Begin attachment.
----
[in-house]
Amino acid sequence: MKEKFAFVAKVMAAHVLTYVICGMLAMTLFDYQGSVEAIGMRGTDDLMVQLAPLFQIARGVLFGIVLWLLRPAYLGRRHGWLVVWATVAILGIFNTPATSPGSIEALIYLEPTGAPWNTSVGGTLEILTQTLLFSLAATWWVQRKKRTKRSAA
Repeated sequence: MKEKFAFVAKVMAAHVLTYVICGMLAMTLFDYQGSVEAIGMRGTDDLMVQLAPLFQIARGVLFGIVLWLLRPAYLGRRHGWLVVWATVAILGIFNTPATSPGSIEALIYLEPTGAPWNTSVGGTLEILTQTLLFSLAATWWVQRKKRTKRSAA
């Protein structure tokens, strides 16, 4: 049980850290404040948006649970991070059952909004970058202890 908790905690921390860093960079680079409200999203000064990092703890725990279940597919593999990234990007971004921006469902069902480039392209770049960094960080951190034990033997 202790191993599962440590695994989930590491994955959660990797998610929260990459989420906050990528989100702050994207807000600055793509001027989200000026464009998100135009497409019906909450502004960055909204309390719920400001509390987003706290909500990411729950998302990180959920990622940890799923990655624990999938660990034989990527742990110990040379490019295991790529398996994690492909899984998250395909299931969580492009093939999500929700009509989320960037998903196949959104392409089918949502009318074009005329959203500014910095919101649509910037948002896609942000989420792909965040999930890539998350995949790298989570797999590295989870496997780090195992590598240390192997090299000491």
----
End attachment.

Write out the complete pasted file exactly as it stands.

[in-house]
Amino acid sequence: MKEKFAFVAKVMAAHVLTYVICGMLAMTLFDYQGSVEAIGMRGTDDLMVQLAPLFQIARGVLFGIVLWLLRPAYLGRRHGWLVVWATVAILGIFNTPATSPGSIEALIYLEPTGAPWNTSVGGTLEILTQTLLFSLAATWWVQRKKRTKRSAA
Repeated sequence: MKEKFAFVAKVMAAHVLTYVICGMLAMTLFDYQGSVEAIGMRGTDDLMVQLAPLFQIARGVLFGIVLWLLRPAYLGRRHGWLVVWATVAILGIFNTPATSPGSIEALIYLEPTGAPWNTSVGGTLEILTQTLLFSLAATWWVQRKKRTKRSAA
């Protein structure tokens, strides 16, 4: 049980850290404040948006649970991070059952909004970058202890 908790905690921390860093960079680079409200999203000064990092703890725990279940597919593999990234990007971004921006469902069902480039392209770049960094960080951190034990033997 202790191993599962440590695994989930590491994955959660990797998610929260990459989420906050990528989100702050994207807000600055793509001027989200000026464009998100135009497409019906909450502004960055909204309390719920400001509390987003706290909500990411729950998302990180959920990622940890799923990655624990999938660990034989990527742990110990040379490019295991790529398996994690492909899984998250395909299931969580492009093939999500929700009509989320960037998903196949959104392409089918949502009318074009005329959203500014910095919101649509910037948002896609942000989420792909965040999930890539998350995949790298989570797999590295989870496997780090195992590598240390192997090299000491």